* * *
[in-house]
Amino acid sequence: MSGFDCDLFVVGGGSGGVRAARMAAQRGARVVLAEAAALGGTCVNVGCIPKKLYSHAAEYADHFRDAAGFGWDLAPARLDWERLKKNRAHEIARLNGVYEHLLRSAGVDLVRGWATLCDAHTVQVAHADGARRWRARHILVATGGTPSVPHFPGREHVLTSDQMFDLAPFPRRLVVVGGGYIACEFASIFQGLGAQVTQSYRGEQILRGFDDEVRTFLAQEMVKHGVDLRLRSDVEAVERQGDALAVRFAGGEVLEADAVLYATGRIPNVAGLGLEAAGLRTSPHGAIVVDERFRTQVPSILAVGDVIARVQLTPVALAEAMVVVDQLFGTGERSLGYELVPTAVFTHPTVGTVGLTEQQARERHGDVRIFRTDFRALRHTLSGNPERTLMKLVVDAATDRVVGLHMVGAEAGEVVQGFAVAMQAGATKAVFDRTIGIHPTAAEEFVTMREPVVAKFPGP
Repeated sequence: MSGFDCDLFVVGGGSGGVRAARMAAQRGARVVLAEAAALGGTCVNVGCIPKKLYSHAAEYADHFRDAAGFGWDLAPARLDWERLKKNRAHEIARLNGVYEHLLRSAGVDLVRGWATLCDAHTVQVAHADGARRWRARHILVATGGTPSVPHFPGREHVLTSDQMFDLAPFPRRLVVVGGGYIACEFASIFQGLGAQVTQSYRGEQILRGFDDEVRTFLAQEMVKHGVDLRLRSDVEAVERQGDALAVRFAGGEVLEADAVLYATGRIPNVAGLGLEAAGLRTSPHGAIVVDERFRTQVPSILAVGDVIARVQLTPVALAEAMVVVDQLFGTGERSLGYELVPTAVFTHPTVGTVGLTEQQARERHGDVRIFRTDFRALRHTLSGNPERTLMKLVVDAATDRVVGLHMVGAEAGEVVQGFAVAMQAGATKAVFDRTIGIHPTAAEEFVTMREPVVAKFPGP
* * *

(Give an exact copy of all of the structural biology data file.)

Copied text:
[in-house]
Amino acid sequence: MSGFDCDLFVVGGGSGGVRAARMAAQRGARVVLAEAAALGGTCVNVGCIPKKLYSHAAEYADHFRDAAGFGWDLAPARLDWERLKKNRAHEIARLNGVYEHLLRSAGVDLVRGWATLCDAHTVQVAHADGARRWRARHILVATGGTPSVPHFPGREHVLTSDQMFDLAPFPRRLVVVGGGYIACEFASIFQGLGAQVTQSYRGEQILRGFDDEVRTFLAQEMVKHGVDLRLRSDVEAVERQGDALAVRFAGGEVLEADAVLYATGRIPNVAGLGLEAAGLRTSPHGAIVVDERFRTQVPSILAVGDVIARVQLTPVALAEAMVVVDQLFGTGERSLGYELVPTAVFTHPTVGTVGLTEQQARERHGDVRIFRTDFRALRHTLSGNPERTLMKLVVDAATDRVVGLHMVGAEAGEVVQGFAVAMQAGATKAVFDRTIGIHPTAAEEFVTMREPVVAKFPGP
Repeated sequence: MSGFDCDLFVVGGGSGGVRAARMAAQRGARVVLAEAAALGGTCVNVGCIPKKLYSHAAEYADHFRDAAGFGWDLAPARLDWERLKKNRAHEIARLNGVYEHLLRSAGVDLVRGWATLCDAHTVQVAHADGARRWRARHILVATGGTPSVPHFPGREHVLTSDQMFDLAPFPRRLVVVGGGYIACEFASIFQGLGAQVTQSYRGEQILRGFDDEVRTFLAQEMVKHGVDLRLRSDVEAVERQGDALAVRFAGGEVLEADAVLYATGRIPNVAGLGLEAAGLRTSPHGAIVVDERFRTQVPSILAVGDVIARVQLTPVALAEAMVVVDQLFGTGERSLGYELVPTAVFTHPTVGTVGLTEQQARERHGDVRIFRTDFRALRHTLSGNPERTLMKLVVDAATDRVVGLHMVGAEAGEVVQGFAVAMQAGATKAVFDRTIGIHPTAAEEFVTMREPVVAKFPGP